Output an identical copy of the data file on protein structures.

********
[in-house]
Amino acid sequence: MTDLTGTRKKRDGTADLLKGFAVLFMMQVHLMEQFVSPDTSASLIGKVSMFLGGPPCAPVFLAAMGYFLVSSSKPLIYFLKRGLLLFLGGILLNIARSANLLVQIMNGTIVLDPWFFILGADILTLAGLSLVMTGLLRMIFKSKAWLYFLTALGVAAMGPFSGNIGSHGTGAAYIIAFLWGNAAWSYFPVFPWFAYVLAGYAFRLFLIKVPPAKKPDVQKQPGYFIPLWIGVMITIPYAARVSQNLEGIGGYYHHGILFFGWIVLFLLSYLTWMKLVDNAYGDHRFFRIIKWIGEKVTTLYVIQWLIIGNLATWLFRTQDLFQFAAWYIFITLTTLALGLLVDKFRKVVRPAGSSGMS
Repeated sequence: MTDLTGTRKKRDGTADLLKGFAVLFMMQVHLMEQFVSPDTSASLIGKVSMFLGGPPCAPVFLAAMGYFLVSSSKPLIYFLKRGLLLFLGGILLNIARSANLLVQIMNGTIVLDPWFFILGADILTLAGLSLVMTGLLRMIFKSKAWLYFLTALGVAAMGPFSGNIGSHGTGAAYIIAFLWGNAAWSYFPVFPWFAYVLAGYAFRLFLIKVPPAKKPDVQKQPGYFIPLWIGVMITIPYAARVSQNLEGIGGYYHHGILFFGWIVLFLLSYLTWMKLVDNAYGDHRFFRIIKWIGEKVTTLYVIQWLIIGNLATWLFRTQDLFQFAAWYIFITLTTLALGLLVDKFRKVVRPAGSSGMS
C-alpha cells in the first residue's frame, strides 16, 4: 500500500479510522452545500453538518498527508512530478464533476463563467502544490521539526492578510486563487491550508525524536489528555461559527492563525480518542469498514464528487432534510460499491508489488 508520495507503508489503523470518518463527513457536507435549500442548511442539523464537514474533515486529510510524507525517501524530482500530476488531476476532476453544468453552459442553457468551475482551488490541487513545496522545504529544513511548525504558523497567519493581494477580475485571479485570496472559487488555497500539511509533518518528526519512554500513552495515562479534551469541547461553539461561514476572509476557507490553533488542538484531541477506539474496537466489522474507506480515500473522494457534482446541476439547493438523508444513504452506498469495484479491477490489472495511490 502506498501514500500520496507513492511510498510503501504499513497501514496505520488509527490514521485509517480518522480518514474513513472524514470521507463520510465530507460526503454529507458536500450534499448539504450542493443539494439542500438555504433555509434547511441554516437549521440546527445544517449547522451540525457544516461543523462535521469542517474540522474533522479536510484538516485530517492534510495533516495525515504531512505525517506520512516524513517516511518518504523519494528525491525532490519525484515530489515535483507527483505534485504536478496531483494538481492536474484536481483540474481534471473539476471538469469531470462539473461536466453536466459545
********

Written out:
[in-house]
Amino acid sequence: MTDLTGTRKKRDGTADLLKGFAVLFMMQVHLMEQFVSPDTSASLIGKVSMFLGGPPCAPVFLAAMGYFLVSSSKPLIYFLKRGLLLFLGGILLNIARSANLLVQIMNGTIVLDPWFFILGADILTLAGLSLVMTGLLRMIFKSKAWLYFLTALGVAAMGPFSGNIGSHGTGAAYIIAFLWGNAAWSYFPVFPWFAYVLAGYAFRLFLIKVPPAKKPDVQKQPGYFIPLWIGVMITIPYAARVSQNLEGIGGYYHHGILFFGWIVLFLLSYLTWMKLVDNAYGDHRFFRIIKWIGEKVTTLYVIQWLIIGNLATWLFRTQDLFQFAAWYIFITLTTLALGLLVDKFRKVVRPAGSSGMS
Repeated sequence: MTDLTGTRKKRDGTADLLKGFAVLFMMQVHLMEQFVSPDTSASLIGKVSMFLGGPPCAPVFLAAMGYFLVSSSKPLIYFLKRGLLLFLGGILLNIARSANLLVQIMNGTIVLDPWFFILGADILTLAGLSLVMTGLLRMIFKSKAWLYFLTALGVAAMGPFSGNIGSHGTGAAYIIAFLWGNAAWSYFPVFPWFAYVLAGYAFRLFLIKVPPAKKPDVQKQPGYFIPLWIGVMITIPYAARVSQNLEGIGGYYHHGILFFGWIVLFLLSYLTWMKLVDNAYGDHRFFRIIKWIGEKVTTLYVIQWLIIGNLATWLFRTQDLFQFAAWYIFITLTTLALGLLVDKFRKVVRPAGSSGMS
C-alpha cells in the first residue's frame, strides 16, 4: 500500500479510522452545500453538518498527508512530478464533476463563467502544490521539526492578510486563487491550508525524536489528555461559527492563525480518542469498514464528487432534510460499491508489488 508520495507503508489503523470518518463527513457536507435549500442548511442539523464537514474533515486529510510524507525517501524530482500530476488531476476532476453544468453552459442553457468551475482551488490541487513545496522545504529544513511548525504558523497567519493581494477580475485571479485570496472559487488555497500539511509533518518528526519512554500513552495515562479534551469541547461553539461561514476572509476557507490553533488542538484531541477506539474496537466489522474507506480515500473522494457534482446541476439547493438523508444513504452506498469495484479491477490489472495511490 502506498501514500500520496507513492511510498510503501504499513497501514496505520488509527490514521485509517480518522480518514474513513472524514470521507463520510465530507460526503454529507458536500450534499448539504450542493443539494439542500438555504433555509434547511441554516437549521440546527445544517449547522451540525457544516461543523462535521469542517474540522474533522479536510484538516485530517492534510495533516495525515504531512505525517506520512516524513517516511518518504523519494528525491525532490519525484515530489515535483507527483505534485504536478496531483494538481492536474484536481483540474481534471473539476471538469469531470462539473461536466453536466459545